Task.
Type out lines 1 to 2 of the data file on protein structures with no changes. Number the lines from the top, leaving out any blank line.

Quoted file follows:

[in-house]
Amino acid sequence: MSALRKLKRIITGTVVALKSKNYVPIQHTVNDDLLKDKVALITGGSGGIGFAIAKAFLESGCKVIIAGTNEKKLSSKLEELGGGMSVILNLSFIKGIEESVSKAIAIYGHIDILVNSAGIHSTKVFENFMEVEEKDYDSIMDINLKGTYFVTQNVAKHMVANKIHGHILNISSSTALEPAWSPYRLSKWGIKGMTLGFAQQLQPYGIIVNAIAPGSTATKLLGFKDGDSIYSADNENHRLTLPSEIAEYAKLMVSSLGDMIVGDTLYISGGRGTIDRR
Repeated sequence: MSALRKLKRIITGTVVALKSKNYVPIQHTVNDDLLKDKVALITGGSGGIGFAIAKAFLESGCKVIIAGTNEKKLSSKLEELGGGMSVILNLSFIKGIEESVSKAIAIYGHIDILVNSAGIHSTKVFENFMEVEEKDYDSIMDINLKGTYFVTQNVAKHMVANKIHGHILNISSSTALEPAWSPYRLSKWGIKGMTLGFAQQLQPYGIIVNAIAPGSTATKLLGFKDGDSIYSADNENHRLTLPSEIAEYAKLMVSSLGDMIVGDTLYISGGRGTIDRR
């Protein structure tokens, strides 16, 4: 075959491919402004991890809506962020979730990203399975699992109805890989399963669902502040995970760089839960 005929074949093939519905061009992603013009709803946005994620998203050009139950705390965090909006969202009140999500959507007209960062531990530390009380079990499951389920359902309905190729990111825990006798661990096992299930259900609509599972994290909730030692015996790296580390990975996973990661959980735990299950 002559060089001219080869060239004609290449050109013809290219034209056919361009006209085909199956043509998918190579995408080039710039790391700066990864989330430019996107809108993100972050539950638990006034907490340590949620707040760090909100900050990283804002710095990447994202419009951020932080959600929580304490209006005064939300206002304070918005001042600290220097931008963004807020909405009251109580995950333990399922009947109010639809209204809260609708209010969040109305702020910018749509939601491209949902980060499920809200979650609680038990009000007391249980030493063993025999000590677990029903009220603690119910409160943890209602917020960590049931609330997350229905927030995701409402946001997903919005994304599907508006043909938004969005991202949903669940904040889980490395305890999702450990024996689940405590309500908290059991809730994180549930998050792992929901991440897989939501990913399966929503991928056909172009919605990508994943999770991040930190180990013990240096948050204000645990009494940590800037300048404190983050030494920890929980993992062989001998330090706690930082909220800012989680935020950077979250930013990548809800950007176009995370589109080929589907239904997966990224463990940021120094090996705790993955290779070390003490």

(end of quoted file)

[in-house]
Amino acid sequence: MSALRKLKRIITGTVVALKSKNYVPIQHTVNDDLLKDKVALITGGSGGIGFAIAKAFLESGCKVIIAGTNEKKLSSKLEELGGGMSVILNLSFIKGIEESVSKAIAIYGHIDILVNSAGIHSTKVFENFMEVEEKDYDSIMDINLKGTYFVTQNVAKHMVANKIHGHILNISSSTALEPAWSPYRLSKWGIKGMTLGFAQQLQPYGIIVNAIAPGSTATKLLGFKDGDSIYSADNENHRLTLPSEIAEYAKLMVSSLGDMIVGDTLYISGGRGTIDRR